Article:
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LaRoy, J.R., White, S.B., Jayakrishnan, T., Dybul, S., Ungerer, D., Turaga, K. and Patel, P.J. (2015) Cost and Morbidity Analysis of Chest Port Insertion: Interventional Radiology Suite Versus Operating Room. Journal of the American College of Radiology. 12(6), p.563-71.


PURPOSE: To compare complications and cost, from a hospital perspective, of chest port insertions performed in an interventional radiology (IR) suite versus in surgery in an operating room (OR).

METHODS: This study was approved by an institutional review board and is HIPAA compliant. Medical records were retrospectively searched on consecutive chest port placement procedures, in the IR suite and the OR, between October 22, 2010 and February 26, 2013, to determine patients’ demographic information and chest port-related complications and/or infections. A total of 478 charts were reviewed (age range: 21-85 years; 309 women, 169 men). Univariate and bivariate analyses were performed to identify risk factors associated with an increased complication rate. Cost data on 149 consecutive Medicare outpatients (100 treated in the IR suite; 49 treated in the OR) who had isolated chest port insertions between March 2012 and February 2013 were obtained for both the operative services and pharmacy. Nonparametric tests for heterogeneity were performed using the Kruskal-Wallis method.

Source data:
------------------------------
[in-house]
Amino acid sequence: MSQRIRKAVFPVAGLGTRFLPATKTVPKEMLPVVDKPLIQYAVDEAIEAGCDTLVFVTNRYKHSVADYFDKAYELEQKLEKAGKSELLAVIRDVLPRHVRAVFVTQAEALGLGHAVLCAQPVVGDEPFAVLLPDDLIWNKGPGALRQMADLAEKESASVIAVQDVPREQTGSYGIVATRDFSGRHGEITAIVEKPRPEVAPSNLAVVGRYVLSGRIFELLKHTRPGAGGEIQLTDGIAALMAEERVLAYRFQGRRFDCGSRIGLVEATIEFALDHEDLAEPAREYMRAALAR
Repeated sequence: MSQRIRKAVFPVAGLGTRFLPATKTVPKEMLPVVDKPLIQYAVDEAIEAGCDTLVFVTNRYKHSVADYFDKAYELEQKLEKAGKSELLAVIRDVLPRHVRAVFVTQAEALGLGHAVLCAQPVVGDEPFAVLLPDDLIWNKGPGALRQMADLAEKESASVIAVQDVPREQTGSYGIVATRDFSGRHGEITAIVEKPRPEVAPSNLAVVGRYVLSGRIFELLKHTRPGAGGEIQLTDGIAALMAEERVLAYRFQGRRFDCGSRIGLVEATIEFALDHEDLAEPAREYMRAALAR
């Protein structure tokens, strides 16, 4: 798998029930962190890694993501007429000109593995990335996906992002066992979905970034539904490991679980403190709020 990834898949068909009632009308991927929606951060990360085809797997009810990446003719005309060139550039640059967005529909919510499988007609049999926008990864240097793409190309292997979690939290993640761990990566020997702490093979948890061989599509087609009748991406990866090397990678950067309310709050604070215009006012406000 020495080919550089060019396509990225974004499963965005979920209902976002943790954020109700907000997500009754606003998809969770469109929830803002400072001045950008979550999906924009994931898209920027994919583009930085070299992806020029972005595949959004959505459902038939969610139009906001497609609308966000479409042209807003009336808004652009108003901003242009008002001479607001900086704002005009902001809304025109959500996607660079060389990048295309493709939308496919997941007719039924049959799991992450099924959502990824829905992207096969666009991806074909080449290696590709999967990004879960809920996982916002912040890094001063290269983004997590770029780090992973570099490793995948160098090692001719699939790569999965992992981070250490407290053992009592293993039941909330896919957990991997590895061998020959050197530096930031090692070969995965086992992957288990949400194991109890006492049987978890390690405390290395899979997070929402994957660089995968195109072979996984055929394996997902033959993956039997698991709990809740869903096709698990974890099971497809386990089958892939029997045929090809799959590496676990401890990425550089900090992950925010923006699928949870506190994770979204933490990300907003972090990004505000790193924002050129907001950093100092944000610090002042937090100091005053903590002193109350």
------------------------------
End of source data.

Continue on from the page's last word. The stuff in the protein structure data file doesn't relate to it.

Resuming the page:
RESULTS: Early complications occurred in 9.2% (22 of 239) of the IR patients versus 13.4% (32 of 239) of the OR patients. Of the 478 implanted chest ports, 9 placed in IR and 18 placed in surgery required early removal. Infections from the ports placed in IR versus the OR were 0.25 versus 0.18 infections per 1000 catheters, respectively. Overall mean costs for chest port insertion were significantly higher in the OR, for both room and pharmacy costs (P < .0001). Overall average cost to place chest ports in an OR setting was almost twice that of placement in the IR suite.

CONCLUSIONS: Hospital costs to place a chest port were significantly lower in the IR suite than in the OR, whereas radiology and surgery patients did not show a significantly different rate of complications and/or infections.

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